Amazon uses its own identification codes for products sold through its sites, but these are not recognised by bookshops. Instead the book industry relies on ISBN codes, which in the UK have to be purchased from the Nielsen UK ISBN Agency. You only need one per edition but the smallest allocation is ten at a cost of £126 (including VAT). CreateSpace Extended Distribution does include one ISBN number, but this lists the publisher and distributor as CreateSpace. By contrast, ISBNs purchased from Nielsen are linked to your own publishing brand.
A proof copy from Lightning Source’s UK outlet cost £21, and there is an initial set-up fee of £50.40, plus an annual charge of £16.80. I also ordered one copy from the local branch of Waterstones at the cover price of £14.99 to ensure that the bookshop could deliver. Finally, there is a requirement that five copies of any book sold in the UK be lodged with various Legal Deposit Libraries, which cost a further £23.35.
So in summary, the additional cost involved in making the book available in paperback on Amazon was £59, and the additional cost of making it available to bookshops through Lighting Source amounted to a little over £231, bringing the total to £1,117.
Marketing and advertising
Of course publishing the book is only the beginning: no-one is going to buy it if they don’t know it exists. Amazon does some of the marketing for you, although this doesn’t amount to much until you’ve already clocked up several hundred sales. You can augment this by taking out adverts through Amazon Marketing Services, which only charges you when someone actually clicks on the advert. I spent £35 ($50) on this, but stopped when I realised any additional sales weren’t covering the cost. There is of course much that you can do to increase awareness of your book on the Web, but that is beyond the scope of this article.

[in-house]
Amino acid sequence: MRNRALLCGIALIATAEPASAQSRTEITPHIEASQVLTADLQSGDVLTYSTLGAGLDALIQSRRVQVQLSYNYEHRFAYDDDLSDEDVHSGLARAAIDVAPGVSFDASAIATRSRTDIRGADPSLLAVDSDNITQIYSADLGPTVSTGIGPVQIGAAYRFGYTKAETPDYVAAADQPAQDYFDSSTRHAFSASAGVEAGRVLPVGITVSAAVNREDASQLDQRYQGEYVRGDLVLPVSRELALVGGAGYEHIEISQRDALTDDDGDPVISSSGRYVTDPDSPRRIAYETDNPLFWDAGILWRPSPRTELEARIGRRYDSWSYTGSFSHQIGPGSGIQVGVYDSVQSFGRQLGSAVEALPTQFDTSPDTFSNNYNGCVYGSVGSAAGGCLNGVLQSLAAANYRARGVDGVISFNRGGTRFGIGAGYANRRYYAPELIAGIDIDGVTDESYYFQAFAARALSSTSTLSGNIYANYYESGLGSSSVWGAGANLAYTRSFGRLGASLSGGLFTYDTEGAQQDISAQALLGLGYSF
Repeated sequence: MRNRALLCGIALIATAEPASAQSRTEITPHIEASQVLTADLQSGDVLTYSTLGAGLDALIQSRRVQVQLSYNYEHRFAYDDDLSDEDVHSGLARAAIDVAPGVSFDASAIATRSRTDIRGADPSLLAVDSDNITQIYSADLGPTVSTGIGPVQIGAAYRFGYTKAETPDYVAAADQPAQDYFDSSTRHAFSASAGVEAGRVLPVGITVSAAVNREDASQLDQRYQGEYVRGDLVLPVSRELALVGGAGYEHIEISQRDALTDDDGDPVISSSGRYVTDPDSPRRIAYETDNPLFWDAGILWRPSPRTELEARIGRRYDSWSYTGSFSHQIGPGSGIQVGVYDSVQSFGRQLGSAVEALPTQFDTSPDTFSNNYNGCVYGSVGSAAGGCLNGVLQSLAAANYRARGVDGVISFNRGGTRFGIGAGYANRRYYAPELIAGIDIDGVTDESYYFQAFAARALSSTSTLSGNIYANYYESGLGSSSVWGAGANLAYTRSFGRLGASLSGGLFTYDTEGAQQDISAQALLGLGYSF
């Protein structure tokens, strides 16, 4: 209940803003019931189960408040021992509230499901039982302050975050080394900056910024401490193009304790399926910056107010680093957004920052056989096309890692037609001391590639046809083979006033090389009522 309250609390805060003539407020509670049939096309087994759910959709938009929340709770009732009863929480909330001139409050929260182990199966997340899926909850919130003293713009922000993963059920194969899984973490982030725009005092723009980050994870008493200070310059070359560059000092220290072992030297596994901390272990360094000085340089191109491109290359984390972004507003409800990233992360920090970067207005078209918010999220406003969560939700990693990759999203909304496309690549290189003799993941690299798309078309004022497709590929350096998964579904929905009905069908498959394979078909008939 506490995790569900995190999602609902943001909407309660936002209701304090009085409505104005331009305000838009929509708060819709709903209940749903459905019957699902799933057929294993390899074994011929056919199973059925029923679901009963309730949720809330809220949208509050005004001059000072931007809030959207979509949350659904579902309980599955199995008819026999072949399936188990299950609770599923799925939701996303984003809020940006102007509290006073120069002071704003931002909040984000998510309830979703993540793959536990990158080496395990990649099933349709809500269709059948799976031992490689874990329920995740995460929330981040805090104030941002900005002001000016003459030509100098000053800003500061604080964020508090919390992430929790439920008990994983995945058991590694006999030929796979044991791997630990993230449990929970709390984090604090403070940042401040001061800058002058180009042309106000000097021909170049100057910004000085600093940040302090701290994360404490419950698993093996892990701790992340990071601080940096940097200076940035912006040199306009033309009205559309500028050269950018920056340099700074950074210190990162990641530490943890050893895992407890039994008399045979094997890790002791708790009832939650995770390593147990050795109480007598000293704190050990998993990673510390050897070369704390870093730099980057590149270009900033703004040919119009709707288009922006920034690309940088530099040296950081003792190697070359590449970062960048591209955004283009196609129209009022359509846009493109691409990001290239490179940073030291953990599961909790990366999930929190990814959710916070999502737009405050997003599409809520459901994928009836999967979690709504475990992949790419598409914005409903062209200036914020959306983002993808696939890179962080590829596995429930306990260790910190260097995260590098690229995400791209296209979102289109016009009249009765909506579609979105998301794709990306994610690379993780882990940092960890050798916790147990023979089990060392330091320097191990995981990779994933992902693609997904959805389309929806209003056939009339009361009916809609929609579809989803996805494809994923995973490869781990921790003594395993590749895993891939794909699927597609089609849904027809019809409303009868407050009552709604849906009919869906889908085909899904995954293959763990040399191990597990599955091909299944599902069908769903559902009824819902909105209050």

Reviews help, and if your book is available in paperback, then you will need to send review copies to potential reviewers. You also need to send samples to the buyers at bookshops that might be interested in stocking your book. The cost of printing a book depends on a number of factors, such as pagination, paper quality and size, and decreases depending on the number ordered. In my case, Lightning Source charges £4.99 to print a single copy, or £3.55 per copy if ordered in batches of ten. There is also the cost of packing and postage. Suffice to say that I have spent around £500 so far on such activities.
It is also important that you set the price of your book appropriately. Having checked out the cost of comparable books on the Amazon website, I decided on a recommended retail price (RRP) for the paperback edition of £14.99, or $21.99 in the US. Bookshops expect a substantial discount, particularly from a first-time author and an unknown publisher. 40% is common, but I offer 50% which brings in an income of £7.49 or $10.99 per copy sold. After printing and delivery, this leaves me a profit of £3.76 or $6.15 from Lightning Source (CreateSpace are more generous, paying £5.27 or $8.72 per copy sold).
Kindle pricing is the subject of much debate. I thought the fairest solution would be to set prices that resulted in a similar level of profit. Amazon pays a generous 70% royalty on e-books, although it does charge a small amount for delivery, so I settled on an RRP of £4.99 or $7.79 for the Kindle edition, which brings in £3.43 and $5.40 respectively.
So, on the basis of these figures, I broke even once I’d sold around 450 copies.